The second step the Church can take is to actively engage with the stories of the sexual minorities within the Church. While there are only a few of us who are public about both our sexuality and our Eastern Orthodox faith, we do exist and our experiences and witness need to be taken seriously. To understand any issue that impacts a minority people group it is most productive, and wise, to include the voices of the impacted minorities that exist within the community.
I was so thankful a few years ago when I was invited by an east coast chapter of the Orthodox Christian Fellowship (a college ministry) to speak alongside Metropolitan Jonah of the OCA (Orthodox Church in America) on the topic of sexuality, in order for the participants to learn from my experiences. Opening up our parishes and communities to hear from the lives of our members regardless of their story, can go a long way towards building communities that are vulnerable. This will expand far beyond the testimony of LGBT faithful.
A third step the Church can begin to take is to theologically examine the place of single people who are “in the world.”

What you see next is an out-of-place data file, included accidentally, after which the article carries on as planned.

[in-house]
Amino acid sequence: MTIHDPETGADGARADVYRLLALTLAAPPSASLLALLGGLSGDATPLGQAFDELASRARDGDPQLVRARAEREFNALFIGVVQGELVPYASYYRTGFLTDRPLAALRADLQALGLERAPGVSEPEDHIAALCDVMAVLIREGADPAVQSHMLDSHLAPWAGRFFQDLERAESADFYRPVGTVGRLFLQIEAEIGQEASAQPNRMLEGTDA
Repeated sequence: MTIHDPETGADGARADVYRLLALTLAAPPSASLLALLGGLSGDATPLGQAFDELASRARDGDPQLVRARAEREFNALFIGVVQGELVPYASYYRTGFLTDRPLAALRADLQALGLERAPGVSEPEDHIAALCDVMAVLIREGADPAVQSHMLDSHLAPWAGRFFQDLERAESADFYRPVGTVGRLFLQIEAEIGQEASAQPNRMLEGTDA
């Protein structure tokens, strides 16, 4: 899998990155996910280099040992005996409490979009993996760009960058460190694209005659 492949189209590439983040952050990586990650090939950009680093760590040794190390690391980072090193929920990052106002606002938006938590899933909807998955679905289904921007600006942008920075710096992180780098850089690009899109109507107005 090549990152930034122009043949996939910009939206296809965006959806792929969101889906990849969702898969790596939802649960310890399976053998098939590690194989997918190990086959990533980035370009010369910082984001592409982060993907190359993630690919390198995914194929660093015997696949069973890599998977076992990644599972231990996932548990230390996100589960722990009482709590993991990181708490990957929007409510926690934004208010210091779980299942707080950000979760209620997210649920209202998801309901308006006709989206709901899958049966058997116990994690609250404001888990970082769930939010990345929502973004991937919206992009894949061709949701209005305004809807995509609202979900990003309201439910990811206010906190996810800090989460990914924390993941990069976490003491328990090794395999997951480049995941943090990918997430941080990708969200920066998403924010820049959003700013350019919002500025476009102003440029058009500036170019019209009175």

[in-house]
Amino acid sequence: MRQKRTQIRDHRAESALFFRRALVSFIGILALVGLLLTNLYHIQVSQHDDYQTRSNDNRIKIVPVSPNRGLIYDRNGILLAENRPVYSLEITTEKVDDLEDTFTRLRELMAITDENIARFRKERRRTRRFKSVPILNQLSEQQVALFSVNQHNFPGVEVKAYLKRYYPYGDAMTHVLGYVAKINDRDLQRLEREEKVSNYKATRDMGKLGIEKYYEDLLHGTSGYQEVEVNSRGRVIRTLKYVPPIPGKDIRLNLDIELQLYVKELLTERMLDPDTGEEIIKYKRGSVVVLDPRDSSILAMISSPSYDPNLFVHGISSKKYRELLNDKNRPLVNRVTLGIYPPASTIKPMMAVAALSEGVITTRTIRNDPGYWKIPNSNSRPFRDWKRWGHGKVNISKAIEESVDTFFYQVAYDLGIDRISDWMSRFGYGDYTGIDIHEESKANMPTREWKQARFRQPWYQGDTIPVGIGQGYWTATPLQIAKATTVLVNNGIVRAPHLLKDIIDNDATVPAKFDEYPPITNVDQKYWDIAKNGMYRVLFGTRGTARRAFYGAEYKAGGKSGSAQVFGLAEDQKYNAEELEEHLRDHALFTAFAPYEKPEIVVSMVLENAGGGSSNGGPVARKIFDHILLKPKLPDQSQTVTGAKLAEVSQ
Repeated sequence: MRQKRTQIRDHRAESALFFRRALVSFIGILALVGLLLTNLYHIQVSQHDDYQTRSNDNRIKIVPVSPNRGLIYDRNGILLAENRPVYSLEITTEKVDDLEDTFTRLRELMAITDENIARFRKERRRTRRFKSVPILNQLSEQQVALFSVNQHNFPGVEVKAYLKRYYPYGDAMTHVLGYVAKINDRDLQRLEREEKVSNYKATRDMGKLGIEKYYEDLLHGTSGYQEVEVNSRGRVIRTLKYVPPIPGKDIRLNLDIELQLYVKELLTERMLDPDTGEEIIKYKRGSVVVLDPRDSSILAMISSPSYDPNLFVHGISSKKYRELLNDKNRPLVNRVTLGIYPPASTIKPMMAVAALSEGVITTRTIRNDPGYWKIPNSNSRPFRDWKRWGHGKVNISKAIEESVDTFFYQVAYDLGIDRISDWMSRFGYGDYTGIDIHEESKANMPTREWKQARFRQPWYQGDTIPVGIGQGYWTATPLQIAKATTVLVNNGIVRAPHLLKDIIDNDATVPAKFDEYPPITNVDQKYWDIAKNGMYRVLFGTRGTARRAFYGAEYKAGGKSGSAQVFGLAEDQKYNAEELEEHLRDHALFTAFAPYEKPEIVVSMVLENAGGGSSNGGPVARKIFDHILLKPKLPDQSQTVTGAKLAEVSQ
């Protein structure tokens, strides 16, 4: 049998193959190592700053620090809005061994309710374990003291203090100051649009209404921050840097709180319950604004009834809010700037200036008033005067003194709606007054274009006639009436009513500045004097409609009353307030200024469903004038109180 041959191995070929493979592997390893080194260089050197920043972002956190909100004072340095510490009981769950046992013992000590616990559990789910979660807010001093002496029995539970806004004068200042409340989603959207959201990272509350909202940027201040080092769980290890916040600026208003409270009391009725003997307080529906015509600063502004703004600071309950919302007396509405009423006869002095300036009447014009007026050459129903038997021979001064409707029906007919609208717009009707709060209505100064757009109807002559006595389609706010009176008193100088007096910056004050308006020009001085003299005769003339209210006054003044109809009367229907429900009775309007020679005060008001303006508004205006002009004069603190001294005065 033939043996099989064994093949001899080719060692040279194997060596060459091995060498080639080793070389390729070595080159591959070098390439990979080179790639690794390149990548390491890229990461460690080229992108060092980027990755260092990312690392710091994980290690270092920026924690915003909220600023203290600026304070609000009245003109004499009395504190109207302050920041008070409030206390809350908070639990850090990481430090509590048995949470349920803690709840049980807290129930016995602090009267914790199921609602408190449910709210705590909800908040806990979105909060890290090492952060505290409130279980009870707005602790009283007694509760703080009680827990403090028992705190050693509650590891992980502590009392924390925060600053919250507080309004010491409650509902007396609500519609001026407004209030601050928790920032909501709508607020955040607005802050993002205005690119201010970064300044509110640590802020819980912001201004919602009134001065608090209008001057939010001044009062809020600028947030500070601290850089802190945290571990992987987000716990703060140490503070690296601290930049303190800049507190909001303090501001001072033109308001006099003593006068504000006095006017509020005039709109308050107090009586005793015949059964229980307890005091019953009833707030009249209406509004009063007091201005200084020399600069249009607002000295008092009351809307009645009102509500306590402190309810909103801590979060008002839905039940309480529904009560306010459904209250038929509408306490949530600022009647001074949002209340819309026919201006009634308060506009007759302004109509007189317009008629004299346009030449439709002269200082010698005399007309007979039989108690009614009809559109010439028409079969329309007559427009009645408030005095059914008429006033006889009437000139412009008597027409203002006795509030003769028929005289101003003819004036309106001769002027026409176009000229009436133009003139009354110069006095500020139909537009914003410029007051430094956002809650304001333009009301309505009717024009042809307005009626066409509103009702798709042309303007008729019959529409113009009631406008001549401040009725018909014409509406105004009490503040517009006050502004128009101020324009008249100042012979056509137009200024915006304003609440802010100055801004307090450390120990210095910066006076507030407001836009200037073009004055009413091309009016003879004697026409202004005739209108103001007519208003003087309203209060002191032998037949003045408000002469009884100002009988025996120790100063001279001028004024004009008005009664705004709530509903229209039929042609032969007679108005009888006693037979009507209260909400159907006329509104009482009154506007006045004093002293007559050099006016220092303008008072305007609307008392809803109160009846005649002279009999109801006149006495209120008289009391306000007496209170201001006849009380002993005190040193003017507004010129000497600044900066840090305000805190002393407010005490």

The Church has long recognized marriage and vocational celibacy as the two avenues of call within the church, but when a calling to marriage or to the monastic life isn’t present, what then? I know some gay Eastern Orthodox Christians who have felt a calling to pursue celibacy as monastics and to find community in a monastery.
I have also known people who felt that God was calling them to a romantic relationship with the opposite sex in the context of marriage. Non-Orthodox like Kyle Keating, and Brian Gee have given us examples of this life.
But, many LGBT and single people who are Orthodox Christians will find themselves called towards neither path, and instead will try and make their way living in the world as members of a parish community. Providing support for communal living and intentional community is but one possibility that should be more seriously considered by the Church.
A fourth step, and probably the most important, is for the Eastern Orthodox hierarchy and clergy to set aside their fear of speaking publicly about sexuality and begin opening up our communities to conversations that are real and difficult, but so necessary for the life of our Church. Our hierarchy and clergy have wasted so much time on jurisdictional issues and our own petty and sinful infighting, all the while their flocks are wandering, left to deal with most of the pressing contemporary concerns on their own.